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FNR PRIDE grants to boost research in math and sustainable composites

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Veröffentlicht am Montag, den 23. Mai 2022

Two new doctoral training units (DTUs) at the University of Luxembourg (UL) receive the 2021 PRIDE grants awarded by the Luxembourg National Research Fund (FNR). 

PRIDE is the FNR’s main programme for funding doctoral research in Luxembourg. It supports the development of critical mass in key research areas by attracting excellent PhD candidates to Luxembourg and offering high quality research training. Under this programme, PhD grants are awarded to researchers cooperating on a coherent research and training programme.

Mathematical Tools for Complex Data Structures - MATHCODA

Since the turn of the millennium, technology has allowed the collection and storage of increasingly complex and large data sets, which has spurred significant advances in medicine, meteorology, engineering, finance, social sciences, and many more areas. Most of these advances rely on strong mathematical foundations — see e.g. the epidemiological models or statistical theories required to tackle the COVID-19 pandemic and its potential remedies. The COVID pandemic, the associated financial crisis, or even the recent floods in Luxembourg and neighboring countries, have demonstrated that modern societies keep facing new challenges involving many intertwined factors, and that researchers and practitioners need flexible mathematical tools for analysing the resulting complex data structures. Modern data are typically composed of a huge number of (possibly high-dimensional) observations (e.g. internet traffic or social networks), have complicated topological structures such as directional data, and display strong (time-)dependence structures — to cite but a few crucial features.

Therefore, it is of the utmost importance to train a new generation of scientists to take up these challenges and build novel, high-performance tools for modeling and statistically analyzing complex data. The MATHCODA DTU intends precisely this: it is a doctoral training program that covers a coherent set of themes around the ideation and study of novel mathematical tools for dealing with high-dimensional and complex data structures, with applications ranging from life sciences to engineering and finance. The proposed DTU will be coordinated by Prof. Giovanni Peccati from the Department of Mathematics (DMATH) and led by seven supervisors from Luxembourg University  - each of them a scientific leader, specializing in one or more facets of mathematical statistics, probability theory and their applications. The seven supervisors are: Yannick Baraud (DMATH), Jack Hale (Department of Engineering), Benjamin Holcblat (Department of Finance), Christophe Ley (DMATH), Ivan Nourdin (DMATH), Giovanni Peccati (DMATH), and Mark Podolskij (DMATH). According to our vision, the interaction between the distinct research groups participating in MATHCODA will provide to the doctoral candidates an invaluably rich learning environment, as well as an ideal springboard for their subsequent careers.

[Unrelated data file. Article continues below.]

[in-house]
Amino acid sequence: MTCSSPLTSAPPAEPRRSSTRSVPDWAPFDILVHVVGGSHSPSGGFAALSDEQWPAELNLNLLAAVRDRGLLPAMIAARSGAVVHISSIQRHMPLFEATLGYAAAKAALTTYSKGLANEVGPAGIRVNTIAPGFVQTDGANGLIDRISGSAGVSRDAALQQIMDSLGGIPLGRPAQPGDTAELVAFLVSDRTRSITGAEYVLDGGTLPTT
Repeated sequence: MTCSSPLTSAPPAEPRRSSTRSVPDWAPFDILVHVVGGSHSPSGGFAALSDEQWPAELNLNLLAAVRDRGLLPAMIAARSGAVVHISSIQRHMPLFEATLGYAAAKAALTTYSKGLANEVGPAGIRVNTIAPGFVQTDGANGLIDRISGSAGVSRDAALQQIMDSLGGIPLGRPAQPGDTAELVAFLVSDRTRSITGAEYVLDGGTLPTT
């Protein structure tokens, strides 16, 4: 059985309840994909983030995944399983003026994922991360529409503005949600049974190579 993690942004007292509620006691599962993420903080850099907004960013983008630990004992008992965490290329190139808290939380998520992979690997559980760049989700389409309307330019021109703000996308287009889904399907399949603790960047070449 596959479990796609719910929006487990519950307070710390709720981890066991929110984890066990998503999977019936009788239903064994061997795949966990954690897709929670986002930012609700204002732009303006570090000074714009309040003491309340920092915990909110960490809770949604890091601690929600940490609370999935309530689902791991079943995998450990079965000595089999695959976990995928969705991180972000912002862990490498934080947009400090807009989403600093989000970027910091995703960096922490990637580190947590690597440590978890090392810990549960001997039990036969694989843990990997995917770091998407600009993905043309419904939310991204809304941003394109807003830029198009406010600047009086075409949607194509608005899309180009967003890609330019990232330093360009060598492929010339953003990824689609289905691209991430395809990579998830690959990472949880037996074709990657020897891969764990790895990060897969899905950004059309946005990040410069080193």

Sustainable Polymer Composites - SusPoCo

The need to manage resources sustainably has never been clearer. Fiber reinforced polymers (“composites”) combine low density and excellent structural performance, making them highly attractive in this context. From lightweight vehicles to wind turbine blades to corrosion-resistant bridges, composites are already having an impact on greenhouse gas (GHG) emissions. To realize their promise, however, a truly sustainable composite lifecycle is essential, and three critical needs must be addressed:

  1. Composites must be made from bio-based and / or recovered materials.
  2. These sustainable components must be effectively combined, and the resultant composites must be efficiently formed into robust structures designed for reprocessing and repair.
  3. At end-of-life, these composites must be readily disassembled and their components recovered and reused.

These needs are translated into three research axes with 9 PhD topics distributed among them. Coordinated by Prof. Daniel Schmidt of the Luxembourg Institute of Science and Technology (LIST), this effort will extend the state-of-the-art in disciplines from computer simulations and polymer chemistry to composite (re-)processing, recycling and design for repair. Within the DTU, a skilled team led by Prof. Slawomir Kedziora from the Department of Engineering and supported by colleagues at LIST will lead an effort focused on designing novel vitrimer-based composites with repair in mind.

More broadly, all of the UL PhD students involved in this DTU will benefit from the collaborative, multidisciplinary nature of the work, a strong training plan, high quality facilities and infrastructure, a stimulating international environment, and experienced supervisors with the demonstrated ability to coordinate and execute research at this scale. The work aligns with institutional and national research priorities, and its success will jump-start the careers of the student participants, enable the broader, more sustainable use of composites, generate new economic activity and benefit society.